The Taser's Edge

Pastoral Care is a Waste of Time

One of my favorite definitions of prayer is “wasting time with God.”  As someone who has been highly ‘productive’ all my life, producing excellence of all kinds and being praised for it, constantly trying to produce self-betterment in my own self, defining prayer as ‘wasting time’ militates against things within me which I think are harmful.  Namely, the harm is utilitizing all of life, my relationships, my faith, and ultimately myself.  (As an instance of this move from ‘doing’ to ‘being,’ which I think is very tied to my ‘utilitizing vs. wasting time’, Jon Kabat-Zinn’s mindfulness books became helpful to me when I began to see mindfulness as living into the image of the I AM which is being renewed in me, rather than the I DO, which is the demonic desire for self-sufficiency.)

Over the past few weeks I have been exploring a number of different pastoral care definitions, allowing metaphors and images to come into my mind freely, and then exploring them to see what they hold.  Among these metaphors has been the idea of pastoral care as ‘wasting time with people.’  What I do in the patient’s room is essentially non-productive.  I am not there to fix people’s problems, even though sometimes that happens.  Although patients’ bodies are in the hospital presented as medical problems to be medically solved, as a spiritual caregiver I cannot see my patients as problems to be solved or fixed.  I am not the Fixer, and they are not Problems.  When I turn patients into problems, then I have turned human beings into objects.  Our patients and our staff and their visitors are human beings and I am a human being, and somehow God comes into both of us, and we share in God together, knowing grace and love, hope and healing.

Choosing to waste time with patients, to not eye the clock, to not plan too far ahead, to live together for a few moments, and to invite one another (and yes, often most of the invitation will be my work) to rest in safety (God’s safe rest)—this is pastoral care.  Seeing pastoral care in this way works against the way that the world works (or at least the way American culture, American medicine, Duke Hospital, and the rest of the 21st century industrialized world work).  For me to be a caregiver with integrity, this is important, because it recognizes that the work we do is not our own work but God’s.  This is important theologically.  We must be wary of pastoral care definitions which cast us in the role of Jesus or the Biblical saint while casting the patient in the role of the one wholly receiving of the grace which God channels through us.  The fault (not to say there are not strengths as well) of incarnational understandings of pastoral care is that we are not Jesus, and that we are not called to be Jesus.  In fact, when Jesus speaks of our care of the sick in Matthew 25, it is not the caregiver but the one who receives care in whom we are told to see Jesus.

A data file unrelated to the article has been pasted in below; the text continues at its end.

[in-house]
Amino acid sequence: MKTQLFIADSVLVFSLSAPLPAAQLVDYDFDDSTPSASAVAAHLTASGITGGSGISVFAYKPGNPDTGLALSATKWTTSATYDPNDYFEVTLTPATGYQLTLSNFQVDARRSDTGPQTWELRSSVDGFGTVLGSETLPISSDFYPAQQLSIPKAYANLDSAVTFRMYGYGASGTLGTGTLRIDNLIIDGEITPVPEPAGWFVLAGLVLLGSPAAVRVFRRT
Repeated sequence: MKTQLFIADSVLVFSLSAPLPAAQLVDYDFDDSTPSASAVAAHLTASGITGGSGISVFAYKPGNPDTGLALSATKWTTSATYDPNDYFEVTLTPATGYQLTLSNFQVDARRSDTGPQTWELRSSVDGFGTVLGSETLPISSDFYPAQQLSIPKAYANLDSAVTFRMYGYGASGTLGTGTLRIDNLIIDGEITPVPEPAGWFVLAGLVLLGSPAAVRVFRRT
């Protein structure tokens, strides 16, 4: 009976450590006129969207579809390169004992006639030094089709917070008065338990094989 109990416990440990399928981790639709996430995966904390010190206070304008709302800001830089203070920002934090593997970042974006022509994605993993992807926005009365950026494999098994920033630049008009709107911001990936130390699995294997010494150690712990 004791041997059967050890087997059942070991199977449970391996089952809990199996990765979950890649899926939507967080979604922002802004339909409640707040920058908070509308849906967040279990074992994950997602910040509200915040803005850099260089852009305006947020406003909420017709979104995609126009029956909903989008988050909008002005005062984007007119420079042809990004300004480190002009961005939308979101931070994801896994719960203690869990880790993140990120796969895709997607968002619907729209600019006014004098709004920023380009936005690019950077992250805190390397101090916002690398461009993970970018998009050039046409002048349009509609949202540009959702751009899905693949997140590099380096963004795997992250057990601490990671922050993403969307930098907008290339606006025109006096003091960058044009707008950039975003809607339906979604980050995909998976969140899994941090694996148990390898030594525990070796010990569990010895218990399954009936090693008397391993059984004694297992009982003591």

This recognition that our work is ultimately not ours—that patients are not Problems and that we are not Fixers—is also important psychologically.  If all rests on me, then I cannot help but be anxious.  If all rests on me, then it sets up for my goal a ridiculous and impossible perfection of production.  But if the patient is where I see Jesus rather than a problem to be fixed, then my visit to a person becomes a prayer to God.  “Wasting time with God” and “wasting time with the patient” can no longer be so distinct, and in order to be with God or the patient well, I must stop trying so hard to do.  Theologically, mentally, spiritually, psychologically, and ethically, asking myself the question, “How did you do on that visit?  How were you Jesus to the patient?” is problematic.  The question I should be asking: “What was the color and depth of your being with the patient and her visitors on that visit?  How did you see Jesus in them?”

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